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I have set up simple python script that responds with hello:

def main(environ, start_response):
    start_response('200 OK', [
        ('Content-type', 'text/plain')

        ])

    return 'hello'

Everything works fine in Chrome, I can refresh page every second But in Firefox I receive 'pending' status and eventually after veeeeeery long time Firefox shows the respond message.

What's wrong here? I tried with Content-Length but it didn't help

Here are the responses:

No, tested with two different Firefox on separate machines.

Firefox:

Status=OK - 200
Server=nginx
Date=Thu, 24 Jan 2013 14:28:31 GMT
Content-Type=text/plain
Transfer-Encoding=chunked
Connection=keep-alive
Content-Encoding=gzip

Chrome:

HTTP/1.1 200 OK
Server: nginx
Date: Thu, 24 Jan 2013 20:24:06 GMT
Content-Type: text/plain
Transfer-Encoding: chunked
Connection: keep-alive
Content-Encoding: gzip

share|improve this question
1  
What does start_response do? Is this a WSGI setup? –  Martijn Pieters Jan 24 '13 at 14:27
    
Assuming you are using some WSGI web server stack, given that the spec says that your app should return an iterable, and the basic examples all show a list with a single string element, I'd start by seeing what happens if you return ['hello']. While the string is an iterable, I'm betting that iterating over each character produces a more complicated operation or structure than you intend. –  Silas Ray Jan 24 '13 at 14:33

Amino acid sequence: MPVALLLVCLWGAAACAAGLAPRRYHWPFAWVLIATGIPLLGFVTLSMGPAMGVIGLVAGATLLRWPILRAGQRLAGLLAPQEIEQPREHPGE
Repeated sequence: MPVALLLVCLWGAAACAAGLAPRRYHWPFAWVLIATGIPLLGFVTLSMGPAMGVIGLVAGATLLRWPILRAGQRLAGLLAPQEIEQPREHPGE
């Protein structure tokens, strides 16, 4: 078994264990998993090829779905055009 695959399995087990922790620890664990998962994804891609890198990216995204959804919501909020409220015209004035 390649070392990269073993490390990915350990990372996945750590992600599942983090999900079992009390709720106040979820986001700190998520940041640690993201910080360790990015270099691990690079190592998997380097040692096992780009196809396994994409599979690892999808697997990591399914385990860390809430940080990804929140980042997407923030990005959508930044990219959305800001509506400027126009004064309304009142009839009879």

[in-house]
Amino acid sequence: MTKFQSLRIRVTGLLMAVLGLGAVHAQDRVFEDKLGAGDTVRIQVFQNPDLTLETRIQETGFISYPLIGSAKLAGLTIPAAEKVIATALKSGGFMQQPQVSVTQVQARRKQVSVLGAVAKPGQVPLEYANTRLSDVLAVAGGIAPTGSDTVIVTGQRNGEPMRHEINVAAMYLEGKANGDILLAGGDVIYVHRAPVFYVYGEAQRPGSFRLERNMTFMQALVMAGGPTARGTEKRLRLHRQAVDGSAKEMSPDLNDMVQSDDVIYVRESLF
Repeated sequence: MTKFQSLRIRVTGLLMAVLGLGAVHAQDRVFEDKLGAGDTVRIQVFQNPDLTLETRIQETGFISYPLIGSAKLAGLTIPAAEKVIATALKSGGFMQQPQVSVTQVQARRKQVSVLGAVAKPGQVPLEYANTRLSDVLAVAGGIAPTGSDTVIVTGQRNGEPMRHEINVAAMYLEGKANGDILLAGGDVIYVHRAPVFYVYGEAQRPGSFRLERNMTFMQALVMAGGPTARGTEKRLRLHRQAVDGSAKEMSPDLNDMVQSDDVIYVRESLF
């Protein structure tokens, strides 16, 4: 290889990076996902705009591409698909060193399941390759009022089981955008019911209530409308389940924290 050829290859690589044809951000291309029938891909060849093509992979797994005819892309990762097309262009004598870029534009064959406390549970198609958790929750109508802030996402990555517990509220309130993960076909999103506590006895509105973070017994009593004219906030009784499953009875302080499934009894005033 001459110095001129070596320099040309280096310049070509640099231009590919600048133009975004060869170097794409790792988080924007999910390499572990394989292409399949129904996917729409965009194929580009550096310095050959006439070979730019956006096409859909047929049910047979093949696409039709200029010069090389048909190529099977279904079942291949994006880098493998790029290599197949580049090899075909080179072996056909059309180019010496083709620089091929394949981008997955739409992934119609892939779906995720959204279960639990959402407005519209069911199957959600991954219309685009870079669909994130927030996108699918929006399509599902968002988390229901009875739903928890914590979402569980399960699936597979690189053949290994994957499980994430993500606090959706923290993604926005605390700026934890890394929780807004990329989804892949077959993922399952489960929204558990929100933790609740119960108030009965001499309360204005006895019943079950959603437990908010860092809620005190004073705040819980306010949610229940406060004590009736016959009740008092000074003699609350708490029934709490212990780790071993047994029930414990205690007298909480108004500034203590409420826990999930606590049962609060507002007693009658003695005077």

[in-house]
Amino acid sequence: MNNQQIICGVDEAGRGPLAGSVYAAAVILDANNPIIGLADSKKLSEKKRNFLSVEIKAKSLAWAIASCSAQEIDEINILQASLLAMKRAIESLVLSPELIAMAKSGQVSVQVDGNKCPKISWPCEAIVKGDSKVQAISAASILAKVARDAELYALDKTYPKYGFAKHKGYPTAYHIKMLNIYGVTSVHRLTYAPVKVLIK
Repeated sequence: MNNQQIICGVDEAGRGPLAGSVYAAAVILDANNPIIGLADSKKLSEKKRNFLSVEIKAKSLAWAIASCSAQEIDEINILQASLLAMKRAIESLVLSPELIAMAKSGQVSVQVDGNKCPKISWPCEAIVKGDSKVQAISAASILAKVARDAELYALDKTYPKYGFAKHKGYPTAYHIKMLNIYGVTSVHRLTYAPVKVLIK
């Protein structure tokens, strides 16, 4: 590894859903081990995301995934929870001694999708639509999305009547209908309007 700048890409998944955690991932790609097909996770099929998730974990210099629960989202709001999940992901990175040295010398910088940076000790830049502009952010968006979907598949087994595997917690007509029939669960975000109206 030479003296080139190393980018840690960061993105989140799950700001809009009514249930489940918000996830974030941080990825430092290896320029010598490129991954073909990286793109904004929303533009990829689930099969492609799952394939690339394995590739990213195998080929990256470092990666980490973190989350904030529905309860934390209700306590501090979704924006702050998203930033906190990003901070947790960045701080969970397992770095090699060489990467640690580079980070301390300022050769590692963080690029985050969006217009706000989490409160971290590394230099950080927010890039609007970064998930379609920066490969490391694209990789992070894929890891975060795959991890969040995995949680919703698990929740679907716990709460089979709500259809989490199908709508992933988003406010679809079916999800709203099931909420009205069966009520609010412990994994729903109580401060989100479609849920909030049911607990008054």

@MartijnPieters Yes it's WSGI –  meso_2600 Jan 24 '13 at 14:57
    
@sr2222 Yes It's WSGI web server stack. Even if I return ['hello'] why Chrome responds straight away (shows response), while Firefox (different machines, same result) has pending status ? –  meso_2600 Jan 24 '13 at 14:58
    
Can you show exactly what the server is responding with? I'm thinking it could be an encoding or formatting related thing, but it's hard to get any idea at all when we don't know what you are responding with or what is happening under the hood. –  Silas Ray Jan 24 '13 at 17:51

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